YouTube has started cracking down on ad blockers, and that now includes slowing down load times for anyone with an ad blocker installed on any browser.
Updated 11/21: In an updated statement to 9to5GoogleYouTube says ad blocker detection is causing “suboptimal viewing” on YouTube.com, including this new slower loading behavior.
Ads are a vital lifeline for our creators, helping them run and grow their businesses. This is why using ad blockers violates YouTube’s terms of service. We’ve been urging users to allow ads on YouTube or try YouTube Premium for an ad-free experience for some time. Over the past week, users using ad blockers may have experienced suboptimal viewing, including loading delays, regardless of which browser they are using. Users who have uninstalled their ad blockers may still experience a temporary loading delay and should try refreshing their browser.
Although this was first noticed with Mozilla Firefox, as described below, YouTube states that its ad blocker detection does not target specific browsers and that this behavior can be observed on any browser with an ad blocker installed.
Our original coverage and YouTube’s previous statement follows:
Loading YouTube.com is something many people do daily, but recently this process has been strangely slow for some, especially on Firefox.
Redditor u/vk6_ posted a video that shows YouTube loading on Firefox with a significant delay. For a few seconds, the page is virtually blank, with background elements displayed but no content to accompany it. After a few seconds, the page loads as usual.
One might assume that this is simply a connection issue, but the video makes it pretty clear that this is a Google choice. When you spoof Firefox’s user agent as Chrome, YouTube loads completely normally. There is no waiting time and the entire loading is radically faster.
At first glance, this really seems like clear evidence that this is a choice on Google’s part, and there could be there even more. Another user found code on YouTube.com that displays a “timeout” function in the script that forces users to wait five seconds before the page loads. However, some believe this could be linked to the crackdown on ad blockers. The code itself doesn’t appear to point to Firefox in particular, but some users have found that using a filter for this code seems to fix load times.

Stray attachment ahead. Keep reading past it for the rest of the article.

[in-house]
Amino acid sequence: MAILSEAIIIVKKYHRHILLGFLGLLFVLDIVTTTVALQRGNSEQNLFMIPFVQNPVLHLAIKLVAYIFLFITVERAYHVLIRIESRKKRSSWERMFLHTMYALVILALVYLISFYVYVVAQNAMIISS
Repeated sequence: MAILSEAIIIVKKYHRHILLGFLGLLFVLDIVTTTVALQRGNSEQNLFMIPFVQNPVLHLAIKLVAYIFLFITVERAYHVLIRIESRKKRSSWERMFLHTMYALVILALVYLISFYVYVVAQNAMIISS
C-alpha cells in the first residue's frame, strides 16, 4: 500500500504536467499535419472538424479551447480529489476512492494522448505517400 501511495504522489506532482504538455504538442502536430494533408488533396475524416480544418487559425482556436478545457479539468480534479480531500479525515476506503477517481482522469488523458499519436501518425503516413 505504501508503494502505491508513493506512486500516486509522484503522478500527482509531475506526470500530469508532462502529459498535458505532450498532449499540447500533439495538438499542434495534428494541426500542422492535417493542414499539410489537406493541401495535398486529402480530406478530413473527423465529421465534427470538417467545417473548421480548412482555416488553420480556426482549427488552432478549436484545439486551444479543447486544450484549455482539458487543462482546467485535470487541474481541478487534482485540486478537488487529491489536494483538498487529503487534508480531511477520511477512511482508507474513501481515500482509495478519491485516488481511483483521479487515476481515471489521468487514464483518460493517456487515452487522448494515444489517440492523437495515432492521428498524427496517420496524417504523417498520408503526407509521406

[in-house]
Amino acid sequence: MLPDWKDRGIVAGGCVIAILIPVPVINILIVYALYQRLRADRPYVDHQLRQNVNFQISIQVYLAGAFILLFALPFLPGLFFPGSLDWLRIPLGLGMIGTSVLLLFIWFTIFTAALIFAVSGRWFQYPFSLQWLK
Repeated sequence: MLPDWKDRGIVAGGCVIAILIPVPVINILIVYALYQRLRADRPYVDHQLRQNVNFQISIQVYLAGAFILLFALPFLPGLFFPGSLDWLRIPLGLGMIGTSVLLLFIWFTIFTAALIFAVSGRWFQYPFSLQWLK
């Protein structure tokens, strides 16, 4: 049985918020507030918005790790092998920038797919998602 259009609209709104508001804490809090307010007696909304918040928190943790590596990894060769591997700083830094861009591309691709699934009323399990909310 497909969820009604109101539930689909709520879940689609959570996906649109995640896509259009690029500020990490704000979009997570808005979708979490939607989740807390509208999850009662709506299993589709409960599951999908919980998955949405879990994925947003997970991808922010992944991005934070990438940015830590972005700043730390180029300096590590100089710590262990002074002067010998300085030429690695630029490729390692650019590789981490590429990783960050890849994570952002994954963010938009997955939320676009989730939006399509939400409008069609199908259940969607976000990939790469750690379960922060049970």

It’s also worth noting that we tried this the other way around. Spoof Chrome to act like Firefox does not put this deadline into effect.
But it’s hard to say anything with certainty.
Update: In response to 9to5GoogleGoogle pointed to ad blockers as the apparent reason for the slowdown, saying that “users with ad blockers installed may experience suboptimal viewing regardless of the browser they use.”
To support a diverse ecosystem of creators globally and enable billions of people to access their favorite content on YouTube, we launched an effort to encourage viewers with ad blockers enabled to allow ads on YouTube or try YouTube Premium for an ad-free experience. Users with ad blockers installed may experience suboptimal viewing regardless of which browser they use.
While this doesn’t answer the question of why loading was faster when Firefox was masquerading as Google Chrome, it does fit with the fact that this particular user had an ad blocker installed, as is barely visible in the video in the top bar of Chrome. In our spoofing tests of Chrome and Firefox, in particular, no such ad blocker was installed.
If you see YouTube.com loading slowly on Firefox and you not have an ad blocker installed, let us know in the comments below.
The reasoning behind this is unclear, but it comes at a far from ironic time. Amid the crackdown on ad blockers and Chrome’s removal of Manifest V2 extensions (which will break some ad blockers), Firefox has become a go-to place for many people.
The other explanation could simply be a technical bug, but it’s hard to say what it is. Firefox runs on the Gecko browser engine, unlike the more widely used Blink on Chrome, Edge and others, and WebKit, which is used on Safari, but spoofing the browser with an extension doesn’t change the engine used, which, again once suggests it has something to do specifically with Firefox. Our own Kyle Bradshaw suggests it could be as simple as the codebase used for the Gecko engine having a testing delay that accidentally made it to production. The fact that this doesn’t happen when spoofing Chrome to act as Firefox supports the idea that this is more of a technical issue.
Regardless, this is a very frustrating and pretty crazy topic to see.
Google has so far not acknowledged the problem.
More on YouTube:
Update: This article has been updated to reflect testing where spoofing Chrome to act like Firefox does not show the same delay.
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